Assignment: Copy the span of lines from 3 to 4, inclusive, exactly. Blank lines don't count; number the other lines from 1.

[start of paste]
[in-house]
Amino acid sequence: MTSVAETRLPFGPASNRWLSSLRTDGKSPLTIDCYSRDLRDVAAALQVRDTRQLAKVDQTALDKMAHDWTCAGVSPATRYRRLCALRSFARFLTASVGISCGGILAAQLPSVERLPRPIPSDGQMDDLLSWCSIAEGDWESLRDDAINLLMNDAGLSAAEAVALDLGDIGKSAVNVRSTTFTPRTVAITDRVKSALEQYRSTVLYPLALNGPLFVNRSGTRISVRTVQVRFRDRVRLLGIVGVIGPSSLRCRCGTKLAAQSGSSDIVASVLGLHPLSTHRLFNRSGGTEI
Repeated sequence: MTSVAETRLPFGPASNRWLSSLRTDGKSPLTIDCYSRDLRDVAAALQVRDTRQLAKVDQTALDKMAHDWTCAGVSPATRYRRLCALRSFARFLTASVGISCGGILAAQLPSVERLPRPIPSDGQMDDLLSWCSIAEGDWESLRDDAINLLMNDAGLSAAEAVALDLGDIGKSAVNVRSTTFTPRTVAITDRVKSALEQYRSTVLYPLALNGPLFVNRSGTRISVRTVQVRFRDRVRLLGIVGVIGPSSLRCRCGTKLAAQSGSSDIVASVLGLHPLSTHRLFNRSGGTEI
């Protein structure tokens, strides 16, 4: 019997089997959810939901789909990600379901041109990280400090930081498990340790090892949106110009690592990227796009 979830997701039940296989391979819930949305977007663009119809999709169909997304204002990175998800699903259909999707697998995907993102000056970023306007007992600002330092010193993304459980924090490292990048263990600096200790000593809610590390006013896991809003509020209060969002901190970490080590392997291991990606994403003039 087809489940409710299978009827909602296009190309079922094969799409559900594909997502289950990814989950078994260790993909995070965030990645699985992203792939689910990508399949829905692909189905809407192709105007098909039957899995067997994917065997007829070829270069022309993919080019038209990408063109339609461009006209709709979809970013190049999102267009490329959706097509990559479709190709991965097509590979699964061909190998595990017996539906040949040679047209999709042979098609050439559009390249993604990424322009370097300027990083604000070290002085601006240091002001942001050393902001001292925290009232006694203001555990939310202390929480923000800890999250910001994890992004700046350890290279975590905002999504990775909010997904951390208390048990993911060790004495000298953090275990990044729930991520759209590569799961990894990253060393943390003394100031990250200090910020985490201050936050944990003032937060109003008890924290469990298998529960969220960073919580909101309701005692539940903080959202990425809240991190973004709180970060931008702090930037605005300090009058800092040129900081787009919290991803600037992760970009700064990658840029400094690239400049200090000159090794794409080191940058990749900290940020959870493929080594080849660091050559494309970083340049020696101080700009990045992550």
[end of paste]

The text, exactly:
Repeated sequence: MTSVAETRLPFGPASNRWLSSLRTDGKSPLTIDCYSRDLRDVAAALQVRDTRQLAKVDQTALDKMAHDWTCAGVSPATRYRRLCALRSFARFLTASVGISCGGILAAQLPSVERLPRPIPSDGQMDDLLSWCSIAEGDWESLRDDAINLLMNDAGLSAAEAVALDLGDIGKSAVNVRSTTFTPRTVAITDRVKSALEQYRSTVLYPLALNGPLFVNRSGTRISVRTVQVRFRDRVRLLGIVGVIGPSSLRCRCGTKLAAQSGSSDIVASVLGLHPLSTHRLFNRSGGTEI
């Protein structure tokens, strides 16, 4: 019997089997959810939901789909990600379901041109990280400090930081498990340790090892949106110009690592990227796009 979830997701039940296989391979819930949305977007663009119809999709169909997304204002990175998800699903259909999707697998995907993102000056970023306007007992600002330092010193993304459980924090490292990048263990600096200790000593809610590390006013896991809003509020209060969002901190970490080590392997291991990606994403003039 087809489940409710299978009827909602296009190309079922094969799409559900594909997502289950990814989950078994260790993909995070965030990645699985992203792939689910990508399949829905692909189905809407192709105007098909039957899995067997994917065997007829070829270069022309993919080019038209990408063109339609461009006209709709979809970013190049999102267009490329959706097509990559479709190709991965097509590979699964061909190998595990017996539906040949040679047209999709042979098609050439559009390249993604990424322009370097300027990083604000070290002085601006240091002001942001050393902001001292925290009232006694203001555990939310202390929480923000800890999250910001994890992004700046350890290279975590905002999504990775909010997904951390208390048990993911060790004495000298953090275990990044729930991520759209590569799961990894990253060393943390003394100031990250200090910020985490201050936050944990003032937060109003008890924290469990298998529960969220960073919580909101309701005692539940903080959202990425809240991190973004709180970060931008702090930037605005300090009058800092040129900081787009919290991803600037992760970009700064990658840029400094690239400049200090000159090794794409080191940058990749900290940020959870493929080594080849660091050559494309970083340049020696101080700009990045992550």